Posts Tagged ‘Horses’

Wednesday, September 18, 2019

Rangers Rescue Horse At Pharaoh Lake Wilderness

DEC Forest Rangers helping to free Chance from under a small foot bridgeAccording to a press released issued by the New York State Department of Conservation (DEC), on September 10th at 12:09 pm, Warren County 911 transferred a call to DEC’s Ray Brook Dispatch from a man reporting his horse was stuck on a trail in the Pharaoh Lake Wilderness Area.

The horse, named Chance, had slipped on a small bridge, fell, and became trapped underneath. Forest Rangers Arthur Perryman, Benjamin Baldwin, and Charles Kabrehl responded to assist in freeing the horse. The Rangers said the bridge was temporarily dismantled to allow the horse to leverage itself back on its feet. » Continue Reading.


Tuesday, July 23, 2019

Questions Surround New Frontier Town Campground Trail System

The new Frontier Town state campground was opened to great fanfare just before the July 4th holiday this year. The campground is now fully developed with campsites, trails, and amenities such as showers, playgrounds, horse stalls, pavilions, and scenic lookouts on the banks of the Schroon River, among other features. Construction of the new Paradox Brewery is well underway.

The Frontier Town Campground is designed to pay homage to the western themes of the old Frontier Town wild west amusement park that was in its heyday in the decades after the Second World War. The amusement park had become dilapidated over the years and the new campground was a State intervention to help restore the site to some form of commercial use. The main gate has a western design and many of the shower and bathroom buildings have western saloon facades. » Continue Reading.


Wednesday, June 19, 2019

Horse and Carriage Blocks Had Many Uses (Conclusion)

Because of their intended function, horse blocks were accessible to anyone and there was no reason to guard them — except for one night of the year. Pranksters annually targeted them in several ways on Halloween: flipping them if they were too heavy to carry off, piling several on the property of an unsuspecting owner, or placing them in unusual locations, like in the middle of road intersections.

A drastic change in transportation technology — the automobile — marked the beginning of the end for horse travel and several related items that were present just about everywhere: horse blocks, hitching posts, and watering troughs. Progress required the removal of many horse blocks, which had become obstructions to pedestrians and were frequently struck by cars, sometimes causing fatalities. (Driving skills were seriously lacking early on, and there were few regulations, so accidents were common.) » Continue Reading.


Wednesday, June 12, 2019

Once Common Horse Blocks Weren’t Just for Horses and Carriages

The most popular genre by far on nighttime television through the 1960s? Westerns. While children were allowed to watch some of them, several shows specifically geared towards the younger set were shown on Saturday morning. Watching heroes — Roy Rogers, the Lone Ranger, and Zorro, three of the best — escape tense situations and catch bad guys was unforgettable.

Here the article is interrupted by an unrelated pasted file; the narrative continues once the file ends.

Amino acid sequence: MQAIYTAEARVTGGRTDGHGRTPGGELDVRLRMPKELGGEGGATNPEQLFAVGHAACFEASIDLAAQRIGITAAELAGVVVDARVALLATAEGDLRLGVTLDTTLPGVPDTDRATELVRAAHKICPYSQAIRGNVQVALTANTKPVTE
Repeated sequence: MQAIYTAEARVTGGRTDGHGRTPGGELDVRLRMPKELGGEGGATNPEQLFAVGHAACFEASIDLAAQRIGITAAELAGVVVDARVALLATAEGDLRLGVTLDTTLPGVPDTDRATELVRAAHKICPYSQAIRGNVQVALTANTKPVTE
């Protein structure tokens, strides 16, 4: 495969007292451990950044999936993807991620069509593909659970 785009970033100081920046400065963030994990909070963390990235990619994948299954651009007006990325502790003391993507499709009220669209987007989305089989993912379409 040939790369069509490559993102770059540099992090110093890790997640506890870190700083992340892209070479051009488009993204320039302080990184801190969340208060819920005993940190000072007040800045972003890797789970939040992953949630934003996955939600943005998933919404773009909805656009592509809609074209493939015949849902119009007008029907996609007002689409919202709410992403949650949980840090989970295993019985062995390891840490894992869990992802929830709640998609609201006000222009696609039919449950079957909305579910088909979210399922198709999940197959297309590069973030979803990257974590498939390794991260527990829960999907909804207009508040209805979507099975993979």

Among the skills of any cowboy star (or stuntman stand-in) worth his salt were the hurried mounting and high-speed dismounting of horses (usually their own faithful steed, of course). It’s an impressive feat when you consider that horses are pretty high off the ground — which brings us to our main subject: how to get down off a horse. » Continue Reading.


Saturday, May 11, 2019

Horse Camp Is A Spring Tradition

4H horse campOn the weekend of May 17-19, the Franklin County Fairgrounds will be bustling with trailers arriving with horses of all colors, sizes, abilities and disciplines.

4H members and their families from the Franklin, Clinton, and Essex County 4H Horse Programs will be participating in a 37- year spring tradition known as Horse Camp. » Continue Reading.


Friday, March 8, 2019

New Frontier Town Campground Taking Reservations

frontier town state campgroundReservations for the new Frontier Town Campground, Equestrian and Day Use Area in the Adirondacks began on March 1st.

The DEC-managed campground at the site of the former Frontier Town theme park includes 91 campsites to accommodate a range of camping and visitor experiences, including: » Continue Reading.


Wednesday, January 9, 2019

Horse Artifacts Focus of Fort Ti Program Sunday

fort ticonderogaFort Ticonderoga’s wintertime Fort Fever Series returns in 2019 and features programs led by Fort Ticonderoga museum staff who will share their latest research and discoveries.

The first program, presented on January 13, 2019, is  “Half-Spanish, Part-Hungarian, & All-American: Cavalry Treatises, Saddles & Objects in Fort Ticonderoga’s Collection.” Join Vice President of Public History Stuart Lilie to explore the horse artifacts in Fort Ticonderoga’s collections and the unique stories of American saddlery that they tell. The Collections of Fort Ticonderoga include saddles, documents and other pieces which record the ongoing evolution of American military saddlery beyond the long 18th century. » Continue Reading.


Monday, October 8, 2018

Frontier Town Campground, Paradox Brewery Update

frontier town equestrian campground and day use area planDEC Commissioner Basil Seggos and Office of General Services Commissioner RoAnn Destito joined local elected officials and other partners at a ribbon cutting event last week in North Hudson. They were there to unveil the first phase of the former Frontier Town theme park site development on the Schroon River at the corner of Route 9 and Blue Ridge Road, nearly adjacent to I-87 Northway Exit 29.

The completed project is expected to feature a 91-acre universally accessible state campground, an equestrian campground, along with two day-use areas (Riverside and Trail Side). The project’s official name is Frontier Town Campground, Equestrian and Day Use Area. The two day use areas are now open; the new campground is expected to open for the season in the spring. » Continue Reading.